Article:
Is Hi Or Hbr A Stronger Acid, Acid Strength And Molecular Structure

On the Relative Acidity of Hydrohalic Acids

The acidity of the series of hydrohalic acids, HF, HCl, HBr and HI increases from HF through HI, a fact that seems counterintuitive given that fluorine is the most electronegative — and iodine the least — of the four halides. Several factors come into play including heat of formation of the hydrohalides (ΔHfo), bond dissociation energy (BDE), electron affinity (EA) and heat of hydration. To evaluate the relative acidity of this series, the two extreme cases will be considered first: HF and HI. The first step in the analysis is to consider the stability of the two hydrohalides. Clearly, the stability of HF is greater than HI as witnessed by their respective heats of formation, -65 and +6 kcal/mole. The bond dissociation energy of HF (+136 kcal/mol) is much greater than that of HI (+71 kcal/mole). These two factors place the atoms hydrogen and fluorine 71 kcal/mol above the Standard State while the hydrogen atom and iodine atom are 77 kcal/mol above the Standard State. Since all four hydrohalides form a hydrogen atom, we need not track its fate because it will be the same for all four. We seek only the relative acidity of the hydrohalides, not the absolute value.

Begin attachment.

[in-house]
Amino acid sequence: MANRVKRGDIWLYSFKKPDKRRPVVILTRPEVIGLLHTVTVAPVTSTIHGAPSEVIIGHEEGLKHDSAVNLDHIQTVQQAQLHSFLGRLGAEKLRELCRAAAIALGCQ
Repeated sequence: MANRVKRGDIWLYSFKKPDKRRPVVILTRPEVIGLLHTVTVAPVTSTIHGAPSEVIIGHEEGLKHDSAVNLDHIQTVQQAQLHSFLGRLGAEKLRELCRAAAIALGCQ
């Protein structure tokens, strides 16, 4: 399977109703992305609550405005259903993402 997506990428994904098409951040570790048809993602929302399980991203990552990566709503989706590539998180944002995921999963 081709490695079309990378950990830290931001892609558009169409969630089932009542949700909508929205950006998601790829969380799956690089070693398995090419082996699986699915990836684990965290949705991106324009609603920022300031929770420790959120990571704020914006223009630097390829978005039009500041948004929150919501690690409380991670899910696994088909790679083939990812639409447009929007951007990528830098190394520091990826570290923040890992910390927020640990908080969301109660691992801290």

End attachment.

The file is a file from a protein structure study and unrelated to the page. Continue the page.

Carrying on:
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At this juncture we have a fluorine and iodine atom in the gas phase. Since an aqueous acid has a negatively charged halide solvated by water, we must get these gas phase atoms into an aqueous environment..

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The electron affinity of fluorine atom to produce gas phase fluoride is -79 kcal/mol; for an iodine atom reduced to iodide, the value is -71 kcal/mol. Because fluoride is more basic than iodide; its heat of hydration is much more exothermic (-121 kcal/mol) than the hydration of iodide (-71 kcal/mol). It is not legitimate to compare the energy of aqueous fluoride (-129 kcal/mol) with aqueous iodide (-65 kcal/mol) and assume, owing to the more negative value of aqueous fluoride, that hydrofluoric acid is more acidic than hydroiodic acid. What is more important is where you begin and where you end. The effective comparison is HF —> fluoride vs. HI —> iodide . HI is a stronger acid than HF. The term “effective” is employed because the conversion of gaseous hydrogen atom to aqueous proton has been ignored in both analyses.

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